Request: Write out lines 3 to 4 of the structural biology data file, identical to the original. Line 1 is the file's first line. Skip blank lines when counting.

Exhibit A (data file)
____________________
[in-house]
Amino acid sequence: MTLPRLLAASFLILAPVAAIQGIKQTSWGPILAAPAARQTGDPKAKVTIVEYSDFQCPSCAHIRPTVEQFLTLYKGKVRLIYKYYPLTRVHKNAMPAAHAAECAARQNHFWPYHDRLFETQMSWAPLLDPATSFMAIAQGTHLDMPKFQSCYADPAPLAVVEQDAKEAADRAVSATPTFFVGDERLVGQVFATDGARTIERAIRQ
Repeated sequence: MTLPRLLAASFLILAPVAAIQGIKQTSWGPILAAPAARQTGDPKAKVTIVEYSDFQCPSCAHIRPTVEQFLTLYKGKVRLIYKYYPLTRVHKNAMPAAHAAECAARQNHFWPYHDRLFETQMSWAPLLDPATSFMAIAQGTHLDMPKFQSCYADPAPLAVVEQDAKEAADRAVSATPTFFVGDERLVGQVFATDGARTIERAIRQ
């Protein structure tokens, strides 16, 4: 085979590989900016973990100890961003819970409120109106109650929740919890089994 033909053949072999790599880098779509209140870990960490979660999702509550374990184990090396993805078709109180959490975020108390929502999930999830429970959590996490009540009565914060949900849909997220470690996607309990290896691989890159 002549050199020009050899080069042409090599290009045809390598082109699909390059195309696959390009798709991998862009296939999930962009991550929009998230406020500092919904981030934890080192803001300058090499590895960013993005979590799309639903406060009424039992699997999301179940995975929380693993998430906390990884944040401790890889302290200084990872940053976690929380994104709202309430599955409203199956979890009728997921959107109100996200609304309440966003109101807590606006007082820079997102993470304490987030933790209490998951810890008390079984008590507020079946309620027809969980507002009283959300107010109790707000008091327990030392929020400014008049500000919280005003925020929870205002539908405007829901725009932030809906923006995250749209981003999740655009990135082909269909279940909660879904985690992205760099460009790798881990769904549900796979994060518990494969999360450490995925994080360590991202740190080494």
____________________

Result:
Repeated sequence: MTLPRLLAASFLILAPVAAIQGIKQTSWGPILAAPAARQTGDPKAKVTIVEYSDFQCPSCAHIRPTVEQFLTLYKGKVRLIYKYYPLTRVHKNAMPAAHAAECAARQNHFWPYHDRLFETQMSWAPLLDPATSFMAIAQGTHLDMPKFQSCYADPAPLAVVEQDAKEAADRAVSATPTFFVGDERLVGQVFATDGARTIERAIRQ
């Protein structure tokens, strides 16, 4: 085979590989900016973990100890961003819970409120109106109650929740919890089994 033909053949072999790599880098779509209140870990960490979660999702509550374990184990090396993805078709109180959490975020108390929502999930999830429970959590996490009540009565914060949900849909997220470690996607309990290896691989890159 002549050199020009050899080069042409090599290009045809390598082109699909390059195309696959390009798709991998862009296939999930962009991550929009998230406020500092919904981030934890080192803001300058090499590895960013993005979590799309639903406060009424039992699997999301179940995975929380693993998430906390990884944040401790890889302290200084990872940053976690929380994104709202309430599955409203199956979890009728997921959107109100996200609304309440966003109101807590606006007082820079997102993470304490987030933790209490998951810890008390079984008590507020079946309620027809969980507002009283959300107010109790707000008091327990030392929020400014008049500000919280005003925020929870205002539908405007829901725009932030809906923006995250749209981003999740655009990135082909269909279940909660879904985690992205760099460009790798881990769904549900796979994060518990494969999360450490995925994080360590991202740190080494």